The Agile movement has proven without a doubt that companies who thrive in uncertain and volatile markets are companies who deploy high-performing small teams in all areas of their business with the use of agile methodologies. The increase in efficiency that comes with the shift from high-performing individuals to high-performing teams is significant, even with small changes to adopt agile mindsets and methodologies. We found that several factors influence the success of agile transformations, none of which has anything to do with the agile methodology or tool you choose to adopt. This blog aims to share some of our insights and experience to shed some light on the reasons for this inherent struggle to navigate successfully and agile transformation.
The epic rise of the Agile school-of-thought can be directly linked to three main attributes of agile practices:
Agile methodologies are uniquely suited to handle uncertainty. If only there were a crisis at hand, causing volatility/uncertainty in the market and forcing us to look at more innovative solutions to our human capital strategies…..?
The agile processes of using high-functioning teams are proving to be vastly superior in getting things done than traditional company structures.
Traditional companies are managed from the top-down, with the power to make decisions flowing down the hierarchy. Agile companies tend to create a shared purpose across all levels of the organization and then hand the ability to make decisions over to teams who are closer to the problems/solutions of the company.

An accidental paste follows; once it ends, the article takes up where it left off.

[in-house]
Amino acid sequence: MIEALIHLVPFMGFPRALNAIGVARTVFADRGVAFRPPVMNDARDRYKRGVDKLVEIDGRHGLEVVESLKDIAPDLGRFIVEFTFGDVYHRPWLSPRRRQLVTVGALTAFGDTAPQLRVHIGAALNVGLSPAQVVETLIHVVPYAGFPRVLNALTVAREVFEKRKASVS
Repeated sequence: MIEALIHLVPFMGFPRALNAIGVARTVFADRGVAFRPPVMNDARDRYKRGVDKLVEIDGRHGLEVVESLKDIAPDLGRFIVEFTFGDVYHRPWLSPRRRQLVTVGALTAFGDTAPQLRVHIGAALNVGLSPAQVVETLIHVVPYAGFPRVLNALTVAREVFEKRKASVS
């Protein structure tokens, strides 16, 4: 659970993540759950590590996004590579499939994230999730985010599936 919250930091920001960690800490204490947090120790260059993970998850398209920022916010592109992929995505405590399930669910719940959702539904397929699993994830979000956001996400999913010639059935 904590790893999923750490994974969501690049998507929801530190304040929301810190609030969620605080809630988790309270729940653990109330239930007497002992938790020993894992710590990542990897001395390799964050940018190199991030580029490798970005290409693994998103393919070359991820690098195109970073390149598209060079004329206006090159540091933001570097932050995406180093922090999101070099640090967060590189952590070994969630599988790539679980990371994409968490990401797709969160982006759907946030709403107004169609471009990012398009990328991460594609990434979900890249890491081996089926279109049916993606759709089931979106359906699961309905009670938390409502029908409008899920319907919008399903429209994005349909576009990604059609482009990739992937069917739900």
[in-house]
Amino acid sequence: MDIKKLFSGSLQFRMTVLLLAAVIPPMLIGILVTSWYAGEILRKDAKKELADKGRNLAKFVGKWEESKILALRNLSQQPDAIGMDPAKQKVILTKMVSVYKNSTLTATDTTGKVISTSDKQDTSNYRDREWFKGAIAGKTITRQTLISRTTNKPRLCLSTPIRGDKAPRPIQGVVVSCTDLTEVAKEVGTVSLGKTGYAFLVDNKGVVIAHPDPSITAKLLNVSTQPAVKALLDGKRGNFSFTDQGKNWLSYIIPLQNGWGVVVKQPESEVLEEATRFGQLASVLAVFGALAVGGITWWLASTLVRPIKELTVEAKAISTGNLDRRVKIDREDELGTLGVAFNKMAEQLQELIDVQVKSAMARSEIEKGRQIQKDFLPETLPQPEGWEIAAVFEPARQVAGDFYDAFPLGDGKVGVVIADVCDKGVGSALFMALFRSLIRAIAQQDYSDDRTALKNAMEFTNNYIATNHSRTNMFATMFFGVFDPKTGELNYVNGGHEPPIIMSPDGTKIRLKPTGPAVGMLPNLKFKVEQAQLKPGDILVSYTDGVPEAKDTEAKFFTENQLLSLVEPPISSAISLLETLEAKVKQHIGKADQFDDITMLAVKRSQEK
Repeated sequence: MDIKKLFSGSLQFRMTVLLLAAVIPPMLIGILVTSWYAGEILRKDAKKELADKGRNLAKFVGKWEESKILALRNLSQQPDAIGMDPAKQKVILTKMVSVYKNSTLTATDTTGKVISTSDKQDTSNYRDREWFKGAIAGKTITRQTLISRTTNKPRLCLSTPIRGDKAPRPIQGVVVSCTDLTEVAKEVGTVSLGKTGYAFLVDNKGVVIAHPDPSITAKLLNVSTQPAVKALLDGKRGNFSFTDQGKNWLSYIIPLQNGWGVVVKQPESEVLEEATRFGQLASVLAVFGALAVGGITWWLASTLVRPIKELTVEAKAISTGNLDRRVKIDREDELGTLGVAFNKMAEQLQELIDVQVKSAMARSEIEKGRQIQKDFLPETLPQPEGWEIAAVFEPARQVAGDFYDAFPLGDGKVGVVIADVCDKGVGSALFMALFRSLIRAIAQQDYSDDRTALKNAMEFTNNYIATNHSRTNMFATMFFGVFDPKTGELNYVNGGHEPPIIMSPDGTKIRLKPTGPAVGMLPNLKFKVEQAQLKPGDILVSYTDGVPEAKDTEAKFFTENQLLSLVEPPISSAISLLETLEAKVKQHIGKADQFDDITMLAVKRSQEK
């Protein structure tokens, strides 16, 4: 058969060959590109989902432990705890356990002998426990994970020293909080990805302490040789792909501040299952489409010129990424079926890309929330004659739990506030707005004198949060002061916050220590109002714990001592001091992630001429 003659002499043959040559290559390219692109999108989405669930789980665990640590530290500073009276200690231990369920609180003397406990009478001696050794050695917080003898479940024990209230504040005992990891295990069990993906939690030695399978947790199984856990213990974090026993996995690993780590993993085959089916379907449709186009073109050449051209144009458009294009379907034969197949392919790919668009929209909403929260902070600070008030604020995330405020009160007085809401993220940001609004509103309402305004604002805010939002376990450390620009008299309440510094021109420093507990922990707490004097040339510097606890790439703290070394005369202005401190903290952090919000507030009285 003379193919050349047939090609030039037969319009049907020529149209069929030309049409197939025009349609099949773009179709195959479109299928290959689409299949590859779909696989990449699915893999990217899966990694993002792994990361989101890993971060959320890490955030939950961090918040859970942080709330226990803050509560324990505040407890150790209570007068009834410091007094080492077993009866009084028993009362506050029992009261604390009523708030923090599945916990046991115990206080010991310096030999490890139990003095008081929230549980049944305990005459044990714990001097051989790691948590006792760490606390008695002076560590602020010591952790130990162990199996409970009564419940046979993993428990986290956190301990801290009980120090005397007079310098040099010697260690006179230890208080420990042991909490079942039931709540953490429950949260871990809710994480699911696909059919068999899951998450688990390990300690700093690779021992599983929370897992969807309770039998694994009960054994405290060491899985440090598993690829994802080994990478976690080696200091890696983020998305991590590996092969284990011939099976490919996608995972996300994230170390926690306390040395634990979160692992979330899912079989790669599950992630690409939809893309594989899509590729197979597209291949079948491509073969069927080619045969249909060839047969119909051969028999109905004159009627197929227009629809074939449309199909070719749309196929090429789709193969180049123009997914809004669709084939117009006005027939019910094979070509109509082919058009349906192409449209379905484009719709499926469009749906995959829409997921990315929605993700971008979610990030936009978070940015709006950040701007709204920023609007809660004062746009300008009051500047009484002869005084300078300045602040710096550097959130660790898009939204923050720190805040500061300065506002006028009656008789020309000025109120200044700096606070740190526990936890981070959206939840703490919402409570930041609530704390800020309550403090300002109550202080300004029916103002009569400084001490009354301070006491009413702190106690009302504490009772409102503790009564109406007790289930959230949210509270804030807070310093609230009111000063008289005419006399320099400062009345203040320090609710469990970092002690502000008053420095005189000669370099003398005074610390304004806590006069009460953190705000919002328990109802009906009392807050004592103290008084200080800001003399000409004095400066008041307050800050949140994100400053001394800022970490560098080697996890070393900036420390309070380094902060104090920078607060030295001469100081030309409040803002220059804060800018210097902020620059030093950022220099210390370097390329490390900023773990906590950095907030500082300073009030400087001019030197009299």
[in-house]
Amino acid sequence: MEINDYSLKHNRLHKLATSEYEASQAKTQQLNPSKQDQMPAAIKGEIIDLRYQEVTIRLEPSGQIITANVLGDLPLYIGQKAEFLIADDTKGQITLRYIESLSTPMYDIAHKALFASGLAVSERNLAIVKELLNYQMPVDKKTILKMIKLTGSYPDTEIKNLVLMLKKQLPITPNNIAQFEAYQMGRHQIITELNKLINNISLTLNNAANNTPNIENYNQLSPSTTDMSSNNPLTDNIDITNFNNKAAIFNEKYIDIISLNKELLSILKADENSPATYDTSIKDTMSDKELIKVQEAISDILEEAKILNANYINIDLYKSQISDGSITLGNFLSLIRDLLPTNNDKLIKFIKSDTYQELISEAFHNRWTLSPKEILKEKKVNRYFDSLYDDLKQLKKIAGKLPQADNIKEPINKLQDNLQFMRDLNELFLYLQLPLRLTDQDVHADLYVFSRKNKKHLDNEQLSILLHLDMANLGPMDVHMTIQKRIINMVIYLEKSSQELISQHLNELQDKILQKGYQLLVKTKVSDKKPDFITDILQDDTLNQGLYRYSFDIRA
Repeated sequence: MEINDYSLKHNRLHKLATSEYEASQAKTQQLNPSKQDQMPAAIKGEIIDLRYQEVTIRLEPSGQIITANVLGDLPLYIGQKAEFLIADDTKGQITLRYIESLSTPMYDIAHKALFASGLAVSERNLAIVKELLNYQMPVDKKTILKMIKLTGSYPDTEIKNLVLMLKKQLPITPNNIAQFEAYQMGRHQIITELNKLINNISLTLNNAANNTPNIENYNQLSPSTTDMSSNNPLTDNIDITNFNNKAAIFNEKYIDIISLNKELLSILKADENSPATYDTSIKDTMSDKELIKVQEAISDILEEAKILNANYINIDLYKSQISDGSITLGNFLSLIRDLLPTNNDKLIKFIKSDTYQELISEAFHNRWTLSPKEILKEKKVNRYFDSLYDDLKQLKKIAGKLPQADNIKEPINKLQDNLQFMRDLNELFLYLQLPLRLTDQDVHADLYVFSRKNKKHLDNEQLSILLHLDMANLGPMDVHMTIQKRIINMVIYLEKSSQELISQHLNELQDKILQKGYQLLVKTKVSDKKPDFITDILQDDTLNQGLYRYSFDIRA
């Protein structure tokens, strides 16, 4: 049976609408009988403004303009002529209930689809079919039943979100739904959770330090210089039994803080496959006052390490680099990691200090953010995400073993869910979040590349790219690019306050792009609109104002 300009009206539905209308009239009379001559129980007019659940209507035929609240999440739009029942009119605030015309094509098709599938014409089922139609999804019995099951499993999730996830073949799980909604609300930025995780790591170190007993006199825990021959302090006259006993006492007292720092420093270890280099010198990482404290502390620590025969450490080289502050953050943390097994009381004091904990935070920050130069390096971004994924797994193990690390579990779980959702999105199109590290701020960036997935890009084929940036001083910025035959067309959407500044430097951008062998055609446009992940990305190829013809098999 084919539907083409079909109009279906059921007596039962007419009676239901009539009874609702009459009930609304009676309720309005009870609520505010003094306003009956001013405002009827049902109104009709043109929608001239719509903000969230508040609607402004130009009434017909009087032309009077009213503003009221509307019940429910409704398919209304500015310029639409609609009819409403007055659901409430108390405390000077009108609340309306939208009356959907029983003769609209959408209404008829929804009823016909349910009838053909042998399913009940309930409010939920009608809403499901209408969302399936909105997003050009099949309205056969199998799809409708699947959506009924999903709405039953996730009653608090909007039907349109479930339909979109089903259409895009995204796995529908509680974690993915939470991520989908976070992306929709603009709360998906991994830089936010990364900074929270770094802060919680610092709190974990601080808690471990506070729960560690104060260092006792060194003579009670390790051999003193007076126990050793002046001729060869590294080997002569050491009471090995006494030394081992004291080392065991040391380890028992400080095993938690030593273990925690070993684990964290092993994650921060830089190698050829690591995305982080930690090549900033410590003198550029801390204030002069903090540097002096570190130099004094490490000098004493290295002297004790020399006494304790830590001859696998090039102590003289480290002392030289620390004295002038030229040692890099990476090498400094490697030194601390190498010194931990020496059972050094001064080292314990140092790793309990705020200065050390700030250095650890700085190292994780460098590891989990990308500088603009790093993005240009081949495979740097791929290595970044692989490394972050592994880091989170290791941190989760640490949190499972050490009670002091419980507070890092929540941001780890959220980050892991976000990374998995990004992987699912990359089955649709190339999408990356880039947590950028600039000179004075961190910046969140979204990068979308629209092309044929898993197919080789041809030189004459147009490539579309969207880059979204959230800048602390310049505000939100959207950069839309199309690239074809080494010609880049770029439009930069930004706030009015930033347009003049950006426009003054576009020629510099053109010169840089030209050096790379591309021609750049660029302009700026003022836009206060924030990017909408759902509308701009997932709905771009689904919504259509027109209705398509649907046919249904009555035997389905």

One of the more obvious causes for struggling transformations is the perceived complexity of changing an entire organization from a hierarchical structure to an agile organization with high-performing teams. Therein lies one of the major problems – the whole organization does not need to change in one fell strategic swoop. In fact, the companies who mostly fail at these types of projects did not apply an agile philosophy to their agile implementation. You can embed agile practises in teams across the organization over time, one team at a time, and then stop to learn before you can continue.
For the sceptics out there, we have also combined the available theory with our recent consulting experience. We have created a comprehensive list of all the reasons why it might not be a good idea for companies to become agile in today’s volatile economy:
All jokes aside – although we are a big proponent of adopting agile practises, as well as adopting a core agile philosophy, in organizations, there is one pitfall that we have seen over and over when it comes to the practical application of agile practises:
Companies impose new ways of work and agile methodologies on teams that might not be healthy, to begin with, and as a consequence, the project fails before it begins.
The assumption of most agile processes is that the team is ready to focus on the work and nothing else. Companies want to see an immediate return on investment. They want their teams to learn and apply remarkable frameworks like scrum and design thinking without stopping to assess the team itself to see if they are willing and able to run with this new way of work. Scrum, as an example, strongly advocates that teams need to be highly motivated and share a common goal. We found that not only do companies graze over this crucial step in the process but that more factors need to be considered when assessing the readiness of teams to undergo a transformation process.